Journal of Physical Therapy Science
Online ISSN : 2187-5626
Print ISSN : 0915-5287
ISSN-L : 0915-5287
Review Article
Cognitive behavioural therapy and pain coping skills training for osteoarthritis knee pain management: a systematic review
Ayah IsmailCatherine MooreNatasha AlshishaniKhalid YaseenMansour Abdullah Alshehri
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2017 Volume 29 Issue 12 Pages 2228-2235


[Purpose] To investigate the effectiveness of cognitive-behavioural therapy (CBT) and pain coping skills training (PCST) on pain level in adults with osteoarthritis of the knee (KOA) in comparison with usual care. [Subjects and Methods] Five databases were systematically searched for relevant randomised controlled trials (RCTs) according to the selected eligibility criteria (inception to June 7, 2016). PEDro scale was used to assess the validity of included studies. [Results] Four studies met the inclusion criteria and all studies had high methodological quality. The total number of participants was 665 across the four included studies. All participants had been diagnosed with KOA (clinical and radiographic evaluation). The majority of the population were female (71.13%). The interventions utilised were: CBT, CBT for insomnia (CBT-I), PCST, and PCST combined with behavioral weight management (BWM) in one study and with exercise in another study. The outcome measure for pain in KOA was the WOMAC scale. Overall, three studies have reported clinical improvement in KOA pain perception after 12-month follow-up time point. [Conclusion] This review has recognised the need for future studies that have rigorous methodological quality, and investigate the effect of mutual CBT and PCST protocols on KOA pain and pain-related functional and psychological abilities.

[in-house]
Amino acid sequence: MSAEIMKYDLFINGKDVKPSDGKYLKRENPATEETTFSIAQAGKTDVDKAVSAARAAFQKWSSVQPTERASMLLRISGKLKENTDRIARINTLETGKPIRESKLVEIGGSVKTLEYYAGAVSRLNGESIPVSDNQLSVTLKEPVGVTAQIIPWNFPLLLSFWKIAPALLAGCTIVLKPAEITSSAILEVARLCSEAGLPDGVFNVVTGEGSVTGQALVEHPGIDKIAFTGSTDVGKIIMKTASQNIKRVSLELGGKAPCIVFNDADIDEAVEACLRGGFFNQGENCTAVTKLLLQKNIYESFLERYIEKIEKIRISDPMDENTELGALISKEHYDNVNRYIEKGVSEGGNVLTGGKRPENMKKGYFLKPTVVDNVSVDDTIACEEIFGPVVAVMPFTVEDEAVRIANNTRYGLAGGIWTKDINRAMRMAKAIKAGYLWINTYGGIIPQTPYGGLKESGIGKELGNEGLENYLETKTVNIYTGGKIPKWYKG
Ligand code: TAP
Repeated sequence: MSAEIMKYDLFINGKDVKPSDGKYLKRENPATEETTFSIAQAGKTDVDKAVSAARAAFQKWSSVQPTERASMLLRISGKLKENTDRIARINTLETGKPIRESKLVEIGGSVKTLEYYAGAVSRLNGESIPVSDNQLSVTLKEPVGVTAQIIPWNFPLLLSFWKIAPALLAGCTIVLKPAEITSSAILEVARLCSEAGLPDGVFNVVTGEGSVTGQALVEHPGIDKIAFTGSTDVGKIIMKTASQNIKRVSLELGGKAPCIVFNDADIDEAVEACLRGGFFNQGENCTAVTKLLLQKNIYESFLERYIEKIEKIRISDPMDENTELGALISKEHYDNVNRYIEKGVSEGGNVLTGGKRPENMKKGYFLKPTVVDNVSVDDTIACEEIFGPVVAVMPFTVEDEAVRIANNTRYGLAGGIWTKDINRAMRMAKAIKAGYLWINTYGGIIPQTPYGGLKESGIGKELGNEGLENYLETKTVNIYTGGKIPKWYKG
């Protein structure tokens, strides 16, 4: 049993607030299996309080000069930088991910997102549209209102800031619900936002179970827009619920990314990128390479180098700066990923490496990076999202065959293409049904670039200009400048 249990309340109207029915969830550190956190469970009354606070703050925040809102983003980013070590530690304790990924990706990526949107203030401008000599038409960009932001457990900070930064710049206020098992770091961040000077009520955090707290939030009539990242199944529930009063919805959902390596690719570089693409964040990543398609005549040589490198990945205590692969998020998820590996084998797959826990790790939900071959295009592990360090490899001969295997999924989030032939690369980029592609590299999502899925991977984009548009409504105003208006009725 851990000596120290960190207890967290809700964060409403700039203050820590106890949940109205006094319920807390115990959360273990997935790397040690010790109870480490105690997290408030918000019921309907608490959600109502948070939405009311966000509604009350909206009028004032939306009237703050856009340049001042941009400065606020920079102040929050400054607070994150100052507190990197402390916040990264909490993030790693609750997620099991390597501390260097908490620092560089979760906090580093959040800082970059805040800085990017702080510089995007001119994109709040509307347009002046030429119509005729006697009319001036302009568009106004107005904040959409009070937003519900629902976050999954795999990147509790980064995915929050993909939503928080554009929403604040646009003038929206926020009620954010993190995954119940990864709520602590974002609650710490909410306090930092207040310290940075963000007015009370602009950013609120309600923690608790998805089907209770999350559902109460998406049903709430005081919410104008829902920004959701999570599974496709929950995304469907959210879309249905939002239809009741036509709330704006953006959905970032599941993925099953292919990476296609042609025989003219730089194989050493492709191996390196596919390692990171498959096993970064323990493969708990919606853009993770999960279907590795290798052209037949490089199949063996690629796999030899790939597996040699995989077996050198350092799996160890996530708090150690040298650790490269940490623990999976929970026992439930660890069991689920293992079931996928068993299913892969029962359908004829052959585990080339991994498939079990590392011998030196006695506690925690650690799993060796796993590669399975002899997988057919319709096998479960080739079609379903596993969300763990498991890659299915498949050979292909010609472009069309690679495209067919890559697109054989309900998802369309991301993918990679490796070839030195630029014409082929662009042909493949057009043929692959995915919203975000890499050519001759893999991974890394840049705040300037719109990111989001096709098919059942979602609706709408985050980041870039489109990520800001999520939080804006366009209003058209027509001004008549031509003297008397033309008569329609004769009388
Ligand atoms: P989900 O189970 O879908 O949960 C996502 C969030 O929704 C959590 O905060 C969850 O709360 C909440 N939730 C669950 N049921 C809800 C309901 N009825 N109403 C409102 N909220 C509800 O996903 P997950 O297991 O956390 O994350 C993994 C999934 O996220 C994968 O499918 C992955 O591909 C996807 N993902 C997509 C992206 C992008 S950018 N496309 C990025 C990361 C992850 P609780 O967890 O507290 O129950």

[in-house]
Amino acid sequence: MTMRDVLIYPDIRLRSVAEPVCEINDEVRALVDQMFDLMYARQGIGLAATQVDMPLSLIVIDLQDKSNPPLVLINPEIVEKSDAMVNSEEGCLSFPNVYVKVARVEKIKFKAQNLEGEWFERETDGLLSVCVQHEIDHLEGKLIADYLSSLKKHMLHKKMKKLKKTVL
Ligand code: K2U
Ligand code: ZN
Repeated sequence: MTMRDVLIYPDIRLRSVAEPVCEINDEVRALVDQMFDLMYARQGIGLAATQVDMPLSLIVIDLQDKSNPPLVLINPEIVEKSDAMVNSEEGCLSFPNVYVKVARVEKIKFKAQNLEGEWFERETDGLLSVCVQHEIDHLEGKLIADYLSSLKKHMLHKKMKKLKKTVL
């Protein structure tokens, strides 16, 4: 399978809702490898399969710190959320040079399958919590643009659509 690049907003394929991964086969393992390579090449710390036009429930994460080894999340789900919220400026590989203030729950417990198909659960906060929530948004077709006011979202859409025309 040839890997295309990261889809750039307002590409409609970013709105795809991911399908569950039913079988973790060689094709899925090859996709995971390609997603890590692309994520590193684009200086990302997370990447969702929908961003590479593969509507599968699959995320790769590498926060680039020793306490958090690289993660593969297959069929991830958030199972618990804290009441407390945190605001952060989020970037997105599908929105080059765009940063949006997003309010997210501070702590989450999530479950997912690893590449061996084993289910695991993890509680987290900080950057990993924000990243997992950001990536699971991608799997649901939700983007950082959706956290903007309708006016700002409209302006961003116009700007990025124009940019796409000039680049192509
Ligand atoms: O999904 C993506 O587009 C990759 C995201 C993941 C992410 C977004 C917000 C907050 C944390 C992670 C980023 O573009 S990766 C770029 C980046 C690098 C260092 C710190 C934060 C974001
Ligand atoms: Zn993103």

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© 2017 by the Society of Physical Therapy Science. Published by IPEC Inc.

This article is distributed under the terms of the Creative Commons Attribution Non-Commercial No Derivatives (by-nc-nd) License.
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